The annual Virtual Criminology Report, published today, warns that international international cyber espionage is set to be the biggest single threat to national security next year. Right there on the front line of this cyber cold-war is China, according to report authors McAfee. However, that is just the tip of this particular security iceberg as McAfee claims that some 120 other countries are also jumping on the web espionage bandwagon.
Primary targets include critical national infrastructure network systems with electricity, air traffic control, financial markets and Government computer networks taking centre stage. If any of these systems were successfully penetrated the consequences at national level could be devastating, highlighting the need for tightened virtual security according to McAfee which, of course, just happens to be in the business of providing virtual security solutions.
Dr. Ian Brown from Oxford University and Professor Lilian Edwards from the University of Southampton, consulted with more than a dozen security specialists at institutions such as NATO, the FBI and SOCA to arrive at key findings which include:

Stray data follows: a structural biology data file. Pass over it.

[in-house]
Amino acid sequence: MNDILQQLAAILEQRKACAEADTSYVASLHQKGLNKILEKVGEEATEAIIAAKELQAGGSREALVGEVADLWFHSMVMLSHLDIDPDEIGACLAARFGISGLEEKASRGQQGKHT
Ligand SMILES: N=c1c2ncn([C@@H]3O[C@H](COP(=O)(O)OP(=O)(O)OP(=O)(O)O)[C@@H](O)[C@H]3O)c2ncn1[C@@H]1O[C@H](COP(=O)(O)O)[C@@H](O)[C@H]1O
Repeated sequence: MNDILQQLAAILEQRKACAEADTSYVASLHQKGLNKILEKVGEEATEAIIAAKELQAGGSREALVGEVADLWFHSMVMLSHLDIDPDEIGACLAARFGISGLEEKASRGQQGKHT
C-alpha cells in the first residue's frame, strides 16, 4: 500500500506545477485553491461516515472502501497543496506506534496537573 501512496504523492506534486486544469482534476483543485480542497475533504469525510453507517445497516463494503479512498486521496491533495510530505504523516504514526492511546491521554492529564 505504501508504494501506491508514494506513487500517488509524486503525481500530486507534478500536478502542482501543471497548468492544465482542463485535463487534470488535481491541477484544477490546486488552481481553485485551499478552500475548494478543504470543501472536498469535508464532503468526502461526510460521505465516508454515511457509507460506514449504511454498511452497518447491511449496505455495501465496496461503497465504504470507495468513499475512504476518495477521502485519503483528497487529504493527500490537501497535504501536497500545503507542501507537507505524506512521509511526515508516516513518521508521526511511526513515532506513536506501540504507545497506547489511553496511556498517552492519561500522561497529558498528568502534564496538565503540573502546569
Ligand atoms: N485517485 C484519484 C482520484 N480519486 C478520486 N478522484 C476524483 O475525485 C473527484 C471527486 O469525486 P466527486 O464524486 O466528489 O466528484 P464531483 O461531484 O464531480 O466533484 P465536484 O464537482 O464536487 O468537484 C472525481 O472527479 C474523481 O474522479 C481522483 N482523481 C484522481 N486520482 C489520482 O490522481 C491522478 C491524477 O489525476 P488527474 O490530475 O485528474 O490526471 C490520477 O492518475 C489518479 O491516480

- Governments and allied groups are using the Internet for web espionage operations
- Many cyber attacks originate from China, and the Chinese have publicly stated that they are pursuing activities in cyber-espionage
- Cyber assaults have become more sophisticated in their nature, designed to specifically slip under the radar of government cyber defences
- Attacks have progressed from initial curiosity probes to well-funded and well organised operations for political, military, economic and technical espionage
According to NATO insiders, many governments are still unaware of the threats facing them from Web espionage and that some governments are leaving themselves open to cyber attack. These insiders believe the attack on Estonia, which disrupted government, news and bank servers for several weeks, is just the tip of the iceberg in cyber warfare: "Traditional protective measures were not enough to protect against the attacks on Estonia's critical national infrastructure. Botnets unsurprisingly were used but the complexity and coordination seen was new. There were a series of attacks with careful timing using different techniques and specific targets. The attackers stopped deliberately rather than being shut down. Cybercrime is now a global issue" says Jeff Green, senior vice president of McAfee Avert Labs and product development.